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Volume 27 - Page 8 of 212 Index | Zoom | |
"It was an unheard of collection of jugglers, charlatans, pantomimists, magicians,
thaumaturgists, sorcerers, and priestly impostors; a city of races, of games, of dances, of
processions, of festivals, of bacchanalia, of unchecked luxury; all the extravagancies of
the East, the most unhealthy superstitions, the fanaticism of orgies. In turns, servile and
ungrateful, worthless and insolent, the Antiocheans were the finished model of those
crowds devoted to Cęsarism, without country, without nationality, without family
honour, without a name to preserve. The great Corso which traversed the city was like a
theatre, in which, all day long, rolled the waves of a population empty, frivolous, fickle,
turbulent, sometimes witty, absorbed in songs, parodies, pleasantries, and impertinences
of every description."
Let us retrace our steps a little in order to link up Paul's movements with this city of
In Acts 9: we find that on two occasions Paul's life was at stake, and that although
he spoke boldly in the name of the Lord at Jerusalem, he was persuaded to go back to his
home at Tarsus. On the surface and lacking further explanation, this circumstance might
lie open to question. Did Paul's courage give way? Did he too easily allow himself to be
persuaded to seek refuge in Tarsus? Would it not have been more to his credit if he had
braved the storm by continuing to witness at Jerusalem? All that we know of that ardent
soul leads us to suppose that he would have so stayed. Yet he retired into obscurity.
There is however full and legitimate explanation, though it does not come to light until
the twenty-second chapter of Acts is reached.
"And it came to pass that, when I was come again to Jerusalem, even while I prayed in
the temple, I was in a trance: and saw Him saying unto me, Make haste, and get thee
quickly out of Jerusalem: for they will not receive thy testimony concerning me. And I
said, Lord, they know that I imprisoned and beat in every synagogue them that believed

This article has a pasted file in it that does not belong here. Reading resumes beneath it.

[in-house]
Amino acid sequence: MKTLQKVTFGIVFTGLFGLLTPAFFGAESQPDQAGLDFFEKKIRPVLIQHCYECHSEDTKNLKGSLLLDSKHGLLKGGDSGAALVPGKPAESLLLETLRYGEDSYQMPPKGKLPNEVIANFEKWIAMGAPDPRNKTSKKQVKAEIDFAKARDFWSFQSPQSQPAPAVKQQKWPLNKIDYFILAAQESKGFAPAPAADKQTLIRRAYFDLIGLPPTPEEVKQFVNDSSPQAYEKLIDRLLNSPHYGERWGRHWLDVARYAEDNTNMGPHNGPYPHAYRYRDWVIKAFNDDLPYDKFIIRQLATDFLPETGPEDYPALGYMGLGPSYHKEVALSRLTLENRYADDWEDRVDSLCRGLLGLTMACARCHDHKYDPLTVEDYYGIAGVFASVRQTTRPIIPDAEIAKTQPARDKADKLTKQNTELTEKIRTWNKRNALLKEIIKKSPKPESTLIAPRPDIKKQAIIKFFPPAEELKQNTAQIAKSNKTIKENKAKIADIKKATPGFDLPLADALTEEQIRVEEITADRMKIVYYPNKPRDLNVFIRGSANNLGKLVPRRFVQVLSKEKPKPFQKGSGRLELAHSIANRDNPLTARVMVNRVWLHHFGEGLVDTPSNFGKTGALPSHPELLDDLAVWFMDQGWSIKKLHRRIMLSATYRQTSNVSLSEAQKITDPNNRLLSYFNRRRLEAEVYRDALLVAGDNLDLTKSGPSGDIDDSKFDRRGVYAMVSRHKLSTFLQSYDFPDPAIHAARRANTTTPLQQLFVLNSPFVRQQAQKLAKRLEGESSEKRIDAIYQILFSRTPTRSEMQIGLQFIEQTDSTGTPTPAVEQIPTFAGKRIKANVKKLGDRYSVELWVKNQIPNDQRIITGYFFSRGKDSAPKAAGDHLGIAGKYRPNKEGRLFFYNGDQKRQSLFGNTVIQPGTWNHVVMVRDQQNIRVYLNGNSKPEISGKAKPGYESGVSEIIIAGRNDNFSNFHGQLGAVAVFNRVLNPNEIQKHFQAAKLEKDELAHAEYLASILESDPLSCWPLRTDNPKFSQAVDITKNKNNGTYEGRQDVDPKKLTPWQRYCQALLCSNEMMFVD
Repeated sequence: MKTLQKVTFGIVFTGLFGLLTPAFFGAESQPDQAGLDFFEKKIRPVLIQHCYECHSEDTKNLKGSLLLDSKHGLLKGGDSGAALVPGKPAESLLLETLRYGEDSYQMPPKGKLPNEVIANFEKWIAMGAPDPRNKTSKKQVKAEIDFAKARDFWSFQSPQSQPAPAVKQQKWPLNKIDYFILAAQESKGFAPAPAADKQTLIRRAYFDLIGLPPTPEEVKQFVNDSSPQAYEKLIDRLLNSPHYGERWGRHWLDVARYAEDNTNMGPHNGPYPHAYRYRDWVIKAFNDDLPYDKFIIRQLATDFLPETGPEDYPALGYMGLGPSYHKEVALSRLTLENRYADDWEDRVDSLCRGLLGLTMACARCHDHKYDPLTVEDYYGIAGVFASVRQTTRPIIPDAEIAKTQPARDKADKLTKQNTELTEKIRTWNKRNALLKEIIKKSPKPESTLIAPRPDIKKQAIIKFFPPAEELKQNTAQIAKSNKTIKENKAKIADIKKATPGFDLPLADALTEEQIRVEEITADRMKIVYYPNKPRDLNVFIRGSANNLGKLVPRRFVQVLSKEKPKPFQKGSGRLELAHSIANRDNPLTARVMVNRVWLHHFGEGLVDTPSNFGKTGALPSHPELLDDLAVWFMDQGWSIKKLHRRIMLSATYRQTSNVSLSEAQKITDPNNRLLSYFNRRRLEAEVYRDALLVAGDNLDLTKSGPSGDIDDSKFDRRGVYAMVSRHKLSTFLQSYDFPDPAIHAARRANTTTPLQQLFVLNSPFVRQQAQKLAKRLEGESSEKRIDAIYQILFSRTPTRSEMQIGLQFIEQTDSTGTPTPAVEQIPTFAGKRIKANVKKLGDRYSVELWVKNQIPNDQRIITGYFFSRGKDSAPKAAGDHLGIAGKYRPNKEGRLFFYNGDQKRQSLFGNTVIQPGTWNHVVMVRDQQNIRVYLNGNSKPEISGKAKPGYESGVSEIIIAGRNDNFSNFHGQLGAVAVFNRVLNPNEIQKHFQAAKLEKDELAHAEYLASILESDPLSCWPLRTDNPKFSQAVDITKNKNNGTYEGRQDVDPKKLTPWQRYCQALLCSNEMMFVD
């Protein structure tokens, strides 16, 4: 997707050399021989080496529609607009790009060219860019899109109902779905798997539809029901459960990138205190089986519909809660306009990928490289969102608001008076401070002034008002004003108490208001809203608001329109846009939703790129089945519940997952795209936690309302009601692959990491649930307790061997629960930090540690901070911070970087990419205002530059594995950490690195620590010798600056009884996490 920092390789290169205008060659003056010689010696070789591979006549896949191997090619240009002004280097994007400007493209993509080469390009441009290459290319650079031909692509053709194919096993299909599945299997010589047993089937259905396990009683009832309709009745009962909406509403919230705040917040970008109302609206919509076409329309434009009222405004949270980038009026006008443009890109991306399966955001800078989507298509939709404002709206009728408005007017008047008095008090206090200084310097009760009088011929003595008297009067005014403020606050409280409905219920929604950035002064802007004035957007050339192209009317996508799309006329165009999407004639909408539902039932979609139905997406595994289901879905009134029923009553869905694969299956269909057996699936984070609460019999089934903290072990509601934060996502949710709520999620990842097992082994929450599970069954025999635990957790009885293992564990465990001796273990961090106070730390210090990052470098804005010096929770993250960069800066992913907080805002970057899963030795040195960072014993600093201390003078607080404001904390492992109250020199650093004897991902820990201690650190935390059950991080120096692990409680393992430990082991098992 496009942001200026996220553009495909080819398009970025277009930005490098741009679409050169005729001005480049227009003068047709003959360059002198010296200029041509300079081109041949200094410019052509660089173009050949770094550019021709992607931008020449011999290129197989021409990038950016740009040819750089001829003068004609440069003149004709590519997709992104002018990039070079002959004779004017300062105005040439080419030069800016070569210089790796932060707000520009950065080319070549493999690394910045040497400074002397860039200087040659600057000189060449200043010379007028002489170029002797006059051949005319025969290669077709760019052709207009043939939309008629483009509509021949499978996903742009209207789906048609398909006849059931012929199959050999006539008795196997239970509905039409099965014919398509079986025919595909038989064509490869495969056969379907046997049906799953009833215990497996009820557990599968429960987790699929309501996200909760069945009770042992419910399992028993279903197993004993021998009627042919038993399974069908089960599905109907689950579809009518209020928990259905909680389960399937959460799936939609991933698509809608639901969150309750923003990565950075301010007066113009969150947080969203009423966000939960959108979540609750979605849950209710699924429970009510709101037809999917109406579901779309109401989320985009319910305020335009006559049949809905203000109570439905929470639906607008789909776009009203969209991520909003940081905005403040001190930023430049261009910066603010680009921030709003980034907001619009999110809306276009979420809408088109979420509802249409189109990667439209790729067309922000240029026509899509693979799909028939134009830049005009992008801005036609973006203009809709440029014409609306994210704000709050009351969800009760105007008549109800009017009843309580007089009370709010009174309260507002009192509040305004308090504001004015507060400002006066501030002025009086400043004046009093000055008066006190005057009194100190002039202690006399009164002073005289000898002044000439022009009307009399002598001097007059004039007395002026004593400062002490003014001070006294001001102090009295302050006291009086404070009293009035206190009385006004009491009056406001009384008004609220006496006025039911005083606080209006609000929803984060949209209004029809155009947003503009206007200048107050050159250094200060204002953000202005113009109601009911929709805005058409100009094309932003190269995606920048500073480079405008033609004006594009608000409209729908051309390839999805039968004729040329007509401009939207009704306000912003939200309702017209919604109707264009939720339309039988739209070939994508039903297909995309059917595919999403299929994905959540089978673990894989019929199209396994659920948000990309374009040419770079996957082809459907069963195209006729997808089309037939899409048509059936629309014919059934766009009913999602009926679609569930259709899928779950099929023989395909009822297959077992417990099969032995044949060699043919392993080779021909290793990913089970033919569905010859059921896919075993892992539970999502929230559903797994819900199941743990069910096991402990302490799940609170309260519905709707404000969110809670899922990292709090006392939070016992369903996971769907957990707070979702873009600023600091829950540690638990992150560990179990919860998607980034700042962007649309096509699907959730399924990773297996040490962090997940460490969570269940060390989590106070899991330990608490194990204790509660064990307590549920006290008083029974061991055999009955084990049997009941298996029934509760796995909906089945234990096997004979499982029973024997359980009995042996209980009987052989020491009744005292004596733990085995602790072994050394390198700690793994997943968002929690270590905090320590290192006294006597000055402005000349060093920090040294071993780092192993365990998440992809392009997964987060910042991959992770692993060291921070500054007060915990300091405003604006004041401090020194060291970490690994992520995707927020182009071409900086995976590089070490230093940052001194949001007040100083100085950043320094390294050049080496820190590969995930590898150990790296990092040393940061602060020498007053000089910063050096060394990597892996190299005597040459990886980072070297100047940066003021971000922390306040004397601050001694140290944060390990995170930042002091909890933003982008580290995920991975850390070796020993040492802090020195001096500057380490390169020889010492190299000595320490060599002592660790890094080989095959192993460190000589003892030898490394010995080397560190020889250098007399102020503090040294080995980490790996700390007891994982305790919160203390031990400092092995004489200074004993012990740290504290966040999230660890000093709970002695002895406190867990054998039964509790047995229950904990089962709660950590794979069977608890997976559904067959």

on Thee: and when the blood of Thy martyr Stephen was shed, I also was standing by,
and consenting unto his death, and kept the raiment of them that slew him. And He said
unto me, Depart: for I will send thee far hence unto the Gentiles" (Acts 22: 17-21).
This is the Paul we know and love. At any cost he wished to remain in the place
where he had sought so hard to destroy the faith; but this might have savoured of more
heroics and the Lord had greater work for this chosen vessel; therefore, disregarding the
misunderstanding to which his action might lay him open, he returns to Tarsus, to abide
the call that he knows must surely come.
We learn that as a result of the persecution that arose about Stephen, many "traveled
as far as Phenice" (a harbour on the south of Crete), "And Cyprus" (an island on the East
coast of Cilicia in the Mediterranean), "and Antioch, preaching the word to none but unto
the Jews only" (Acts 11: 19). Some of the men who traveled thus far, were men of
Cyrene, a city of Lybia, in North Africa, and these, when they came to Antioch, spake
unto the Grecians, preaching the Lord Jesus (Acts 11: 20). There is a difference of
opinion among experts as to the true reading here. The Received Text reads Hellenistes,
and means Greek-speaking Jews. The Revised Text reads Hellenes, Greeks, that is
uncircumcised Gentiles. It is almost impossible to decide which is the true reading. Let
us consider the alternative readings and their bearing on the narrative.